Although common, ARTs require an immense understanding of animal reproductive biology. Several institutes around Australia are working hard on improving our understanding of animal reproduction and, as a result, a new direction for conservation has emerged: the idea of a ‘frozen zoo’.

Scientists are increasingly doing conservation work in the lab as well as in the field. Image by ThisIsEngineering from Pexels.

A frozen zoo stores cells from animal or plant species in liquid nitrogen at an incredible -196°C. The cells are still alive at this temperature, but are dormant. Once warmed back up, these cells can be used in breeding programs to produce healthy offspring.

Several frozen zoos exist in Australia including the Australian Frozen Zoo, the Taronga Cryodiversity Bank and the Australian Plantbank. ‘Cryoconservation’ is a rapidly growing field worldwide and ARTs have been successfully applied in conservation efforts for a variety of taxa including Magellanic PenguinsSouthern White RhinosYellow-spotted Monitors and, everybody’s favourite, koalas.

Koalas and ARTs

Considering that roughly a third of the koala population in New South Wales may have perished during this fire season, frozen zoos could be a powerful tool for the preservation of one of Australia’s most iconic animal species. Over the past 30 years, koala AI has become so successful that the birth rates are only slightly less than that of natural matings. In fact, in 2014, the Queensland State Government recognised its application in koala conservation and AI was incorporated into the species management policy – a big win for conservationists and scientists alike.

Unfortunately, koala sperm is quite tricky to freeze, which makes it very difficult to ship nationally or internationally for breeding. However, in late 2019, Dr Bridie Schultz of the University of Queensland showed that koala sperm may be chilled at 5°C for over 40 days. This discovery opened the door for a very ambitious, nationwide breeding effort with potentially profound implications for koala populations.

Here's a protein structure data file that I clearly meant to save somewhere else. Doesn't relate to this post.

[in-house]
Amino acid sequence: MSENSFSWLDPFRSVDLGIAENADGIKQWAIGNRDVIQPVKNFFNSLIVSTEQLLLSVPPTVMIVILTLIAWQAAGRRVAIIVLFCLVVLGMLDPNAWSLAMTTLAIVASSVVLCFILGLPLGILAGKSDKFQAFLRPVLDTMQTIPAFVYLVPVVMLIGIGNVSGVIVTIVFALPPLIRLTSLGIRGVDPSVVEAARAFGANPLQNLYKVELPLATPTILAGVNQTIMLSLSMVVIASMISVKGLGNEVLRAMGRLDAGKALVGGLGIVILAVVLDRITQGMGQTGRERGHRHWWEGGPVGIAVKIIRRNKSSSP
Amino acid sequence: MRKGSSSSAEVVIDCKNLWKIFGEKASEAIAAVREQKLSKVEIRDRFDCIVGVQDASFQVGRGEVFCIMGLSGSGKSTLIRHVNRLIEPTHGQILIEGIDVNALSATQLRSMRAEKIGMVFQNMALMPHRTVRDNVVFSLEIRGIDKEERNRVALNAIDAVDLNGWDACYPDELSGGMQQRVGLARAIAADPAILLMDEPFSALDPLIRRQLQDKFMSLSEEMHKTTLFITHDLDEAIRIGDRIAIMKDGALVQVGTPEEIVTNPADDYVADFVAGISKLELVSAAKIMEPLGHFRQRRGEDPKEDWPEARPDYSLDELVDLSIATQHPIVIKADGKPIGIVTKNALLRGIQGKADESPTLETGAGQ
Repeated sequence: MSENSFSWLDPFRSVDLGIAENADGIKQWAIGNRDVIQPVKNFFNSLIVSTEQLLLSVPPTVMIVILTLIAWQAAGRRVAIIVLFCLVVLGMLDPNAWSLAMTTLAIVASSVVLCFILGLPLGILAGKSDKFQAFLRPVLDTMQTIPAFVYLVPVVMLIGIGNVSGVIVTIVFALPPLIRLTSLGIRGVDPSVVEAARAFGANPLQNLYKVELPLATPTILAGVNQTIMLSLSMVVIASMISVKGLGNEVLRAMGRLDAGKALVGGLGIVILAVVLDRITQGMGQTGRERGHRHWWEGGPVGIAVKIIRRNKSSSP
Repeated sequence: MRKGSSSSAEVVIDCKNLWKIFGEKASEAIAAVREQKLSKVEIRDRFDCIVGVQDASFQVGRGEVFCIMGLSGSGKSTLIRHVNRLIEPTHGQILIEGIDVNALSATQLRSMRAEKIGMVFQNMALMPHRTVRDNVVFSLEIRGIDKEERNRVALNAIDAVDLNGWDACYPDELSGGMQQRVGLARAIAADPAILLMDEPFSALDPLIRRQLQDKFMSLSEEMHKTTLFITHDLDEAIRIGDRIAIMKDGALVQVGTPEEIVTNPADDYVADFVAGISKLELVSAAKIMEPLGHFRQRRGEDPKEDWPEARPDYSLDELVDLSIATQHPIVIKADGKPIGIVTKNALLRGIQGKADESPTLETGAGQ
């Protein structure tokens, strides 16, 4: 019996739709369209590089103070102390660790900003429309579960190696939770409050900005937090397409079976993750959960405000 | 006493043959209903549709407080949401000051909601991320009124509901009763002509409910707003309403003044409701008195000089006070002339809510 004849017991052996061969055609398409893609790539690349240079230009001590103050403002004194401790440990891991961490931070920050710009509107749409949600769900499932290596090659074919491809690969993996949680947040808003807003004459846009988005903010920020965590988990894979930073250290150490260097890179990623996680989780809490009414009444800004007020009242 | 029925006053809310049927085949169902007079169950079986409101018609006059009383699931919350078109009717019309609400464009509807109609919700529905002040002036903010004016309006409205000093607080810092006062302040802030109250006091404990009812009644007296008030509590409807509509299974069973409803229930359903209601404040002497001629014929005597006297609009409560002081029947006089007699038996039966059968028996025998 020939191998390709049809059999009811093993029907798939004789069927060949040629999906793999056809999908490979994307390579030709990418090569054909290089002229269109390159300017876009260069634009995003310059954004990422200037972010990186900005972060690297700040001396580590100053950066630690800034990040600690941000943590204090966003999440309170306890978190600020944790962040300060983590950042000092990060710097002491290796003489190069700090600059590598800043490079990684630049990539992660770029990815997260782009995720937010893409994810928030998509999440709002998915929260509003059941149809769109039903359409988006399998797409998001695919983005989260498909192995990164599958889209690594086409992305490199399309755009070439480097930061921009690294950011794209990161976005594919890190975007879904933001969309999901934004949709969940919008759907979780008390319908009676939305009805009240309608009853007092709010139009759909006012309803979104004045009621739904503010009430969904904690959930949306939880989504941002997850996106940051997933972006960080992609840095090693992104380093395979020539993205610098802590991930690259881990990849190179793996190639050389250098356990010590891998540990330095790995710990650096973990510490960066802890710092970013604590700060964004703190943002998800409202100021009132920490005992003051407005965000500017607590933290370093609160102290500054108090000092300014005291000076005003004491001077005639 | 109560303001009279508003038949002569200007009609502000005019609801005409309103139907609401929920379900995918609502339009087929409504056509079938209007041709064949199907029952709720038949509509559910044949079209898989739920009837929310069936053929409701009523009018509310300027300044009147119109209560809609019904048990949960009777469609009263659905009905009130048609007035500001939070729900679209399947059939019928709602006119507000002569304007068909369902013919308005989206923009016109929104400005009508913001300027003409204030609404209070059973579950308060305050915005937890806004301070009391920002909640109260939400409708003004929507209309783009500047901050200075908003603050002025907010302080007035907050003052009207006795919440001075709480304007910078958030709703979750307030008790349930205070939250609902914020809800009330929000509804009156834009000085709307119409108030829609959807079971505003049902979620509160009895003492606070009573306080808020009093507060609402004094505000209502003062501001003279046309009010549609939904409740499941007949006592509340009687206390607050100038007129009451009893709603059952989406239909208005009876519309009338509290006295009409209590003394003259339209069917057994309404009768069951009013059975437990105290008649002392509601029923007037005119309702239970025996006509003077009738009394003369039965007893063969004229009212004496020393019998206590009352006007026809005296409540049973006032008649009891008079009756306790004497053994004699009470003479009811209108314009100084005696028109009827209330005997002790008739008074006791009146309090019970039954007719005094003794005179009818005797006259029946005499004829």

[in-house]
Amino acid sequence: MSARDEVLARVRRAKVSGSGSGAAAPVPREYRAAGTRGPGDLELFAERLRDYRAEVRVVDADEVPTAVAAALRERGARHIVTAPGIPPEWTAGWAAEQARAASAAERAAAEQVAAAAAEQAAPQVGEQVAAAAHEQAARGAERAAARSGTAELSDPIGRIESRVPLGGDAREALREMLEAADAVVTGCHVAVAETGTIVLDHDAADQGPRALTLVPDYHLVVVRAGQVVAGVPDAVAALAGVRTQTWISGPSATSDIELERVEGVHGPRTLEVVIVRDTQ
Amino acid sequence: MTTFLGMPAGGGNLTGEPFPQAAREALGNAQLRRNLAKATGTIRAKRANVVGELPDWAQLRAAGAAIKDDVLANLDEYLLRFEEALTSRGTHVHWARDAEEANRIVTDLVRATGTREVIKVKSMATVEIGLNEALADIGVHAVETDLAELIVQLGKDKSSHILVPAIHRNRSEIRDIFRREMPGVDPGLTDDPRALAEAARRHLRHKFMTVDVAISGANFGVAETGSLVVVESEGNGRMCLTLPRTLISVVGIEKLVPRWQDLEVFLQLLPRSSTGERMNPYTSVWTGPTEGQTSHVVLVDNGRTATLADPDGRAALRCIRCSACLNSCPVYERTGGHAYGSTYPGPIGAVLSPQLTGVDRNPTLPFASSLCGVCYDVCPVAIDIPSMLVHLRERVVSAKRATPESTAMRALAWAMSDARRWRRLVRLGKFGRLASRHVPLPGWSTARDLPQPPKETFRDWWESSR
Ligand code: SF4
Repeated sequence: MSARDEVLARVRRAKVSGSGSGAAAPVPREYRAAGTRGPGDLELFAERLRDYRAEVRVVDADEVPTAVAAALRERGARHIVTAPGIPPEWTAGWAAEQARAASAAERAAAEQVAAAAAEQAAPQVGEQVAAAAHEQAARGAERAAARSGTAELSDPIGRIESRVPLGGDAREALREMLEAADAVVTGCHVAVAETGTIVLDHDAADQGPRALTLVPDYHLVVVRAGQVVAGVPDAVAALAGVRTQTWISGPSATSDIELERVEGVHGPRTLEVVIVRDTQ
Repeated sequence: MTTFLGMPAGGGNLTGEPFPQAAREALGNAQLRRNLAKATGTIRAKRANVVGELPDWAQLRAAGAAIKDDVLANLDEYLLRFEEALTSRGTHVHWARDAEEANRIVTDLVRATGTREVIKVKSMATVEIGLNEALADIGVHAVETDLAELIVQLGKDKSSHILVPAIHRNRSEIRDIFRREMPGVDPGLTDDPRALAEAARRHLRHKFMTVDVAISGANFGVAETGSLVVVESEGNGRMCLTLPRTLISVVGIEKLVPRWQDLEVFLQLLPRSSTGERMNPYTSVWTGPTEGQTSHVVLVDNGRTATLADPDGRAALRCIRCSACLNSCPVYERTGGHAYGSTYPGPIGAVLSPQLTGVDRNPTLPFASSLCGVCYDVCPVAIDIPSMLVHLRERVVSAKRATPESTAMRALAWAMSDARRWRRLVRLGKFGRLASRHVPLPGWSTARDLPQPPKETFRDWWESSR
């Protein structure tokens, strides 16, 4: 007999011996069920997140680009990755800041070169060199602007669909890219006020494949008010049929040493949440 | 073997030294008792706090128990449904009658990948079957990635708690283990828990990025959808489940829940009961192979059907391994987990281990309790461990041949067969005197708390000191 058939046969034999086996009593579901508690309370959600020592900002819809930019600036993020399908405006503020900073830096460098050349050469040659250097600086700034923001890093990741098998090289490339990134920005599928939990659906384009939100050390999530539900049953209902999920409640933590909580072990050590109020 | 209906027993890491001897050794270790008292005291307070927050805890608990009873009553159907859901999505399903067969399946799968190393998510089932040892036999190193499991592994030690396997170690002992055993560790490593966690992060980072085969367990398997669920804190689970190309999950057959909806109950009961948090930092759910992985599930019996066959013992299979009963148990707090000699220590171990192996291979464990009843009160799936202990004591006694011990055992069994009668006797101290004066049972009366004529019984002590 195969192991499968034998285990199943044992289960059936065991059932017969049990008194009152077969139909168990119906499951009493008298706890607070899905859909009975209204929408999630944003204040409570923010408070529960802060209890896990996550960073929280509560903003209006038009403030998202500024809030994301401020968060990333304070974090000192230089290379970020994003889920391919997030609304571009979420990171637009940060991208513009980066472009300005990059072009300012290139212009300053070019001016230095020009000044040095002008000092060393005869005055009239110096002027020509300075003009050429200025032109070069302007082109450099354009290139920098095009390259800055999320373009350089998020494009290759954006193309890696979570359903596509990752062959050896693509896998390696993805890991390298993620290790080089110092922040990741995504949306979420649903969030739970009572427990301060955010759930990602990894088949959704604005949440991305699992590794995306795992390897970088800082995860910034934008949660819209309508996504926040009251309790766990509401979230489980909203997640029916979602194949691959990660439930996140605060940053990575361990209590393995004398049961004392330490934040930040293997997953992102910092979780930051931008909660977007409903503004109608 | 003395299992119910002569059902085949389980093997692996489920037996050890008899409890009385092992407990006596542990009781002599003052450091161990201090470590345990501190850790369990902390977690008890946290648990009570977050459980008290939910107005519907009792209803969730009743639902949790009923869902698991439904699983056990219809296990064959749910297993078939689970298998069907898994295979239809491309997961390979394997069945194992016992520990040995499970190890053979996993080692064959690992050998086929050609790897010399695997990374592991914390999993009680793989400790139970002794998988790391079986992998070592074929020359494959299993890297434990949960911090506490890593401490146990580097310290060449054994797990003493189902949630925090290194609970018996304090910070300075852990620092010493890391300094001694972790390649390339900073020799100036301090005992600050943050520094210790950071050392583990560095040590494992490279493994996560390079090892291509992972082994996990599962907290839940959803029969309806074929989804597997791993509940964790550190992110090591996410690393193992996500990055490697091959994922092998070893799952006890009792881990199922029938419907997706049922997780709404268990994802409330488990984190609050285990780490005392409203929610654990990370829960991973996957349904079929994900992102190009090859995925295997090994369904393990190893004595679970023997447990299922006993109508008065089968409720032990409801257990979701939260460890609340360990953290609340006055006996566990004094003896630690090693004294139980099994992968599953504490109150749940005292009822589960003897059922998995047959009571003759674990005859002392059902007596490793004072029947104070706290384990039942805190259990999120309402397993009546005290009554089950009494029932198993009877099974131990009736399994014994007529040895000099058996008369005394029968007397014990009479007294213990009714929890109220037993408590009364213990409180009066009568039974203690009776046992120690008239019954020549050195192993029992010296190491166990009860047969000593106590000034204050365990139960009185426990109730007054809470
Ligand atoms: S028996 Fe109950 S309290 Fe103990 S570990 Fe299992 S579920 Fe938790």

When animal populations become fragmented, as has happened with koalas in the most recent fire season, there is limited gene-flow between populations. This means there isn’t enough genetic diversity in the remaining populations and the animals become ‘less fit’ for survival. By having a reliable method for transporting koala sperm, we’re now able to manage koala genetics much more effectively. It’s now a matter of time, planning and, unfortunately, money.

A koala crossing open land looking for another tree
Koala populations in Australia have been decimated by the recent bushfires in addition to the ongoing threat of deforestation. Image: Rowan Mott

Looking to the future

ARTs are by no means the only solution to the larger problem. However, frozen zoos provide us with a ‘Noah’s Ark’ of the world’s threatened species, and, combined with techniques like AI, can help manage declining or fragmented populations more effectively.

Together with field work and reintroduction programs, ARTs can reliably assist in a lot of conservation efforts, especially where traditional breeding efforts are failing.

There is a catch, though: it’s all well and good helping to breed more endangered animals, but if we reintroduce a species back into the same environment which led to their demise, is that effective conservation? Reducing the impact of climate change, although daunting, is a global effort and may be the only option to truly conserve the world’s flora and fauna. Having said that, if we lose the race against species extinction, we will be glad we invested in ARTs and frozen zoos while we still had time.

Originally published by RememberTheWild